woman touching her cheek due to tooth pain

Extractions can be an important part of your treatment plan and overall oral health. Whether due to an infection or to prevent future concerns, removing a tooth is sometimes necessary. Our team will make the process as comfortable as possible. We’re always here to answer questions that may come up along the way. While an extraction can feel a little daunting, we’re here to help with any of your concerns – don’t hesitate to reach out.

Why do I need an extraction?

As dental care professionals, we always aim to be conservative with treatment plans. But in some cases, extraction is necessary to preserve your other teeth and protect your health long-term. Some of the most common reasons for extractions include –

  • Gum disease – Advanced gum disease is the primary cause of tooth loss. Periodontal disease weakens the tissues around your teeth, which leads to teeth becoming loose and unstable.
  • Infection – If tooth decay persists, it can reach the tooth roots and infect the surrounding tissues. Infections may be treatable with a root canal, but some will require extraction so that the tooth can be restored.
  • Crowding – Extractions can be useful in orthodontic treatment planning to create more space in an overly crowded jaw.
  • Prevention – Third molars (wisdom teeth) are typically extracted because they can place pressure on the surrounding teeth, often erupt at improper angles and also pose a decay risk.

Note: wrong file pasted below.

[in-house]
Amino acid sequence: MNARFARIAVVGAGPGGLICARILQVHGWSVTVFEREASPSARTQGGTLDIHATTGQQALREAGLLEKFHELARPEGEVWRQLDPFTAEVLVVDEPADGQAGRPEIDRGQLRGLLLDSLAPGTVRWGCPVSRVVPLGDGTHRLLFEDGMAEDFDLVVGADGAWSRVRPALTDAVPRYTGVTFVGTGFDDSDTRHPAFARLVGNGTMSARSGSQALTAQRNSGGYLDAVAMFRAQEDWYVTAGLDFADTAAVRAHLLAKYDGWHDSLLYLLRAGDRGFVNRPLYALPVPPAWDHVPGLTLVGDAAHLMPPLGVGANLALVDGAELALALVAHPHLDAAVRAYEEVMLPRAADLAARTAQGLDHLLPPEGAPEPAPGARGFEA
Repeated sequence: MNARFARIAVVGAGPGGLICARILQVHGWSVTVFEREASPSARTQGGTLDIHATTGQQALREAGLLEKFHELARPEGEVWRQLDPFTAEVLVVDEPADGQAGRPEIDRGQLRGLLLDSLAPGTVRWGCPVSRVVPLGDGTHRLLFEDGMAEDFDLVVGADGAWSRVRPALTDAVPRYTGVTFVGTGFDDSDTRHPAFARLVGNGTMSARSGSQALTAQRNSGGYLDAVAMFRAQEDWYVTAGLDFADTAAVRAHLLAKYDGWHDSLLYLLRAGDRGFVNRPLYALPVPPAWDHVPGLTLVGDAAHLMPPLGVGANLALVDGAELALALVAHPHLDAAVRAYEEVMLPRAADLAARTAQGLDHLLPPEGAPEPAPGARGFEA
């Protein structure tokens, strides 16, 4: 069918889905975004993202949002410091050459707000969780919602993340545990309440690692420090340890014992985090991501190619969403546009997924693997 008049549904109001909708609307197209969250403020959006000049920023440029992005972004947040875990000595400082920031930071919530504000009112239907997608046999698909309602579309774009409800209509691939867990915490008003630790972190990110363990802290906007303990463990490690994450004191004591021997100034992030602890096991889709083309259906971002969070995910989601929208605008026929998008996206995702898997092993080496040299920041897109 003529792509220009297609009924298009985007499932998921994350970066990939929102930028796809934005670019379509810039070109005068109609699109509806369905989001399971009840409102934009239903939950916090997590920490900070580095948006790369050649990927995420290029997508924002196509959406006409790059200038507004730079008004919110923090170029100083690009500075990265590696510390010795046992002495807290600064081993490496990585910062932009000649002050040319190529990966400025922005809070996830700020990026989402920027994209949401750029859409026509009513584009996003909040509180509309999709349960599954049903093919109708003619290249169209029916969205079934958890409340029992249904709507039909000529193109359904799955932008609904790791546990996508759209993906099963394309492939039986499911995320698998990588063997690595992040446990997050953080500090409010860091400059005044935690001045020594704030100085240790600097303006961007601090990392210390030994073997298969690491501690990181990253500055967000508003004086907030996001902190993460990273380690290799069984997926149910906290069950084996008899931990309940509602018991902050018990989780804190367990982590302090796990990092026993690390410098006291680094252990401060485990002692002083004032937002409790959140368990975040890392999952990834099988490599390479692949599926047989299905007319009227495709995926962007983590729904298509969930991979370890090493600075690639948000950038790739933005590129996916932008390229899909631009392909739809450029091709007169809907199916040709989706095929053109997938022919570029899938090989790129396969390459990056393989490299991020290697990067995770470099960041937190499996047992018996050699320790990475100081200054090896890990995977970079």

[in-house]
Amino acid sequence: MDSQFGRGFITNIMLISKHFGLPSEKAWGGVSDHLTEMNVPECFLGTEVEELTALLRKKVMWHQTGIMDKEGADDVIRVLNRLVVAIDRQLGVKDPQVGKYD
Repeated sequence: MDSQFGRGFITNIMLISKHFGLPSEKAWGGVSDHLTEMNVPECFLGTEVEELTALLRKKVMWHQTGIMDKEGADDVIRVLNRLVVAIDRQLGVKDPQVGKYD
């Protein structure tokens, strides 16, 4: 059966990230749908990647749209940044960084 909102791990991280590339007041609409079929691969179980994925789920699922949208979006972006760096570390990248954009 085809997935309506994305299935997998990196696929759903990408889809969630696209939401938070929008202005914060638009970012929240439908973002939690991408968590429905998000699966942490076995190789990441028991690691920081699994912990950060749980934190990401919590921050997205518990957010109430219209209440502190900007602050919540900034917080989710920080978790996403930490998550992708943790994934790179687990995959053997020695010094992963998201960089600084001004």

What can I expect from my extraction appointment?

Your dentist will provide advance instructions on how to prepare for your appointment. Depending on whether you’re receiving sedation, you may need to have someone drive you to and from the appointment. You will receive local anesthesia so that the treatment area is numb and you won’t experience any pain. The primary sensation you’ll experience is pressure as the tooth is removed. After your extraction, be sure to follow your aftercare instructions so that you heal properly.

Post-Extraction Care Instructions

Following the extraction of a tooth/teeth it is important to take proper care of the extraction site to aid in optimal healing. The following oral care instructions are recommended to help you through the initial healing process.

  • Bite firmly on the cotton gauze (slightly dampened) until the heavy bleeding stops. It is not uncommon to have oozing from the extraction area for the remainder of the
  • DO NOT smoke or drink through a straw for, 48 hours following the extraction as this can dislodge the blood clot and create a dry socket. DO NOT spit for the first day.
  • Keep ice on your face for the first 24 hours (alternating on and off every 10-15 minutes) to reduce swelling.
  • If swelling is noted, apply heat to the affected side of your face the day following the procedure.
  • Rinse with warm salt water starting the day following the extraction, especially after meals to remove any food particles and keep the area clean.
  • If an antibiotic is prescribed be sure to take all of it as prescribed to help prevent an infection
  • Eat what foods you can tolerate, preferably soft foods for the first 48
  • Get plenty of rest. Keep your head elevated with an extra pillow the first night to help prevent swelling.

If you have any complications, please call our office at (586) 247-8730.